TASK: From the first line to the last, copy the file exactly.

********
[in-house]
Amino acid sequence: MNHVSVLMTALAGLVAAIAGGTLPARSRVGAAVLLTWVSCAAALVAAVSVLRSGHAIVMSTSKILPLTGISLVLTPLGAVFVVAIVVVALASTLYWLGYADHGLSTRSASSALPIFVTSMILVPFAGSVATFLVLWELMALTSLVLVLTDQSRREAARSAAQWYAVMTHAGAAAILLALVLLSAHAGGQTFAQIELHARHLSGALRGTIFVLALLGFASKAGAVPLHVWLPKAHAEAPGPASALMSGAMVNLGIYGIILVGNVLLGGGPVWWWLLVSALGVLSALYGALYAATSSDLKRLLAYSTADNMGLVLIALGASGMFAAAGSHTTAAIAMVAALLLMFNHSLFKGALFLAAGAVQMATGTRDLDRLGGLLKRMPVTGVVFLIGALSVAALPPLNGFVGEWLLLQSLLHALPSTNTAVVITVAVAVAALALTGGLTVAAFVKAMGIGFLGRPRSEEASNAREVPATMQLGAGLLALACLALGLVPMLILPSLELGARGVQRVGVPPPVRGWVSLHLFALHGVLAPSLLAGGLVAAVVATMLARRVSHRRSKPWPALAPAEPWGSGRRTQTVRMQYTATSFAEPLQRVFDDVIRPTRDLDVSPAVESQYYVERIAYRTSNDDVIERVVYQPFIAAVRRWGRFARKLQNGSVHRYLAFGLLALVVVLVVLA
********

[in-house]
Amino acid sequence: MNHVSVLMTALAGLVAAIAGGTLPARSRVGAAVLLTWVSCAAALVAAVSVLRSGHAIVMSTSKILPLTGISLVLTPLGAVFVVAIVVVALASTLYWLGYADHGLSTRSASSALPIFVTSMILVPFAGSVATFLVLWELMALTSLVLVLTDQSRREAARSAAQWYAVMTHAGAAAILLALVLLSAHAGGQTFAQIELHARHLSGALRGTIFVLALLGFASKAGAVPLHVWLPKAHAEAPGPASALMSGAMVNLGIYGIILVGNVLLGGGPVWWWLLVSALGVLSALYGALYAATSSDLKRLLAYSTADNMGLVLIALGASGMFAAAGSHTTAAIAMVAALLLMFNHSLFKGALFLAAGAVQMATGTRDLDRLGGLLKRMPVTGVVFLIGALSVAALPPLNGFVGEWLLLQSLLHALPSTNTAVVITVAVAVAALALTGGLTVAAFVKAMGIGFLGRPRSEEASNAREVPATMQLGAGLLALACLALGLVPMLILPSLELGARGVQRVGVPPPVRGWVSLHLFALHGVLAPSLLAGGLVAAVVATMLARRVSHRRSKPWPALAPAEPWGSGRRTQTVRMQYTATSFAEPLQRVFDDVIRPTRDLDVSPAVESQYYVERIAYRTSNDDVIERVVYQPFIAAVRRWGRFARKLQNGSVHRYLAFGLLALVVVLVVLA